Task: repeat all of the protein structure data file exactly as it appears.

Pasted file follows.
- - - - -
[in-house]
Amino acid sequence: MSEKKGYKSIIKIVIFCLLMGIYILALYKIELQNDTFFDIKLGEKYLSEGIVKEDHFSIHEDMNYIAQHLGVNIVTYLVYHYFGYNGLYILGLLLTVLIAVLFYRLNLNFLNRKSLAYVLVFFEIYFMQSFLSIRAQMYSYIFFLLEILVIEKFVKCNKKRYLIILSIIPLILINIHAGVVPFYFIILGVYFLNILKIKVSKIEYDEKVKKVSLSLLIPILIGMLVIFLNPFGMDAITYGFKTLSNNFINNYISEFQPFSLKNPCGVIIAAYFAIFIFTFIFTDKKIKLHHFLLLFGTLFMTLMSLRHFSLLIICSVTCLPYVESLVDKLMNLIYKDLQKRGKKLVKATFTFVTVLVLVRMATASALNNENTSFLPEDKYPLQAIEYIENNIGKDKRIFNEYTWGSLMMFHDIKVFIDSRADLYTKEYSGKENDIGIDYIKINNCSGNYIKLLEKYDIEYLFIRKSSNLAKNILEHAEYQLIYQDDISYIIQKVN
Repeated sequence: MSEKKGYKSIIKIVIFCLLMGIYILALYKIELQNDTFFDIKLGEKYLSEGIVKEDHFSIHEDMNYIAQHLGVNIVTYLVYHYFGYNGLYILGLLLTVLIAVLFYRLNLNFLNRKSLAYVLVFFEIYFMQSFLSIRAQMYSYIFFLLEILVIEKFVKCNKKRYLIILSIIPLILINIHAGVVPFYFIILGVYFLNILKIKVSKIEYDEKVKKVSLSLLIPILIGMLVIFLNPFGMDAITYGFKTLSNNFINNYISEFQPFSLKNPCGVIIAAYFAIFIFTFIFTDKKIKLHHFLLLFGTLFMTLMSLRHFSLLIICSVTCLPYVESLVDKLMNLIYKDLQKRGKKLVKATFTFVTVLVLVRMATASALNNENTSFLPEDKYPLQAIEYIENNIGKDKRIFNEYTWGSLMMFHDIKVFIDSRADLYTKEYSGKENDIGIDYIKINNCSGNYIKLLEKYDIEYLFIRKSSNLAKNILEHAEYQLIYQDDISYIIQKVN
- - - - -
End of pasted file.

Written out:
[in-house]
Amino acid sequence: MSEKKGYKSIIKIVIFCLLMGIYILALYKIELQNDTFFDIKLGEKYLSEGIVKEDHFSIHEDMNYIAQHLGVNIVTYLVYHYFGYNGLYILGLLLTVLIAVLFYRLNLNFLNRKSLAYVLVFFEIYFMQSFLSIRAQMYSYIFFLLEILVIEKFVKCNKKRYLIILSIIPLILINIHAGVVPFYFIILGVYFLNILKIKVSKIEYDEKVKKVSLSLLIPILIGMLVIFLNPFGMDAITYGFKTLSNNFINNYISEFQPFSLKNPCGVIIAAYFAIFIFTFIFTDKKIKLHHFLLLFGTLFMTLMSLRHFSLLIICSVTCLPYVESLVDKLMNLIYKDLQKRGKKLVKATFTFVTVLVLVRMATASALNNENTSFLPEDKYPLQAIEYIENNIGKDKRIFNEYTWGSLMMFHDIKVFIDSRADLYTKEYSGKENDIGIDYIKINNCSGNYIKLLEKYDIEYLFIRKSSNLAKNILEHAEYQLIYQDDISYIIQKVN
Repeated sequence: MSEKKGYKSIIKIVIFCLLMGIYILALYKIELQNDTFFDIKLGEKYLSEGIVKEDHFSIHEDMNYIAQHLGVNIVTYLVYHYFGYNGLYILGLLLTVLIAVLFYRLNLNFLNRKSLAYVLVFFEIYFMQSFLSIRAQMYSYIFFLLEILVIEKFVKCNKKRYLIILSIIPLILINIHAGVVPFYFIILGVYFLNILKIKVSKIEYDEKVKKVSLSLLIPILIGMLVIFLNPFGMDAITYGFKTLSNNFINNYISEFQPFSLKNPCGVIIAAYFAIFIFTFIFTDKKIKLHHFLLLFGTLFMTLMSLRHFSLLIICSVTCLPYVESLVDKLMNLIYKDLQKRGKKLVKATFTFVTVLVLVRMATASALNNENTSFLPEDKYPLQAIEYIENNIGKDKRIFNEYTWGSLMMFHDIKVFIDSRADLYTKEYSGKENDIGIDYIKINNCSGNYIKLLEKYDIEYLFIRKSSNLAKNILEHAEYQLIYQDDISYIIQKVN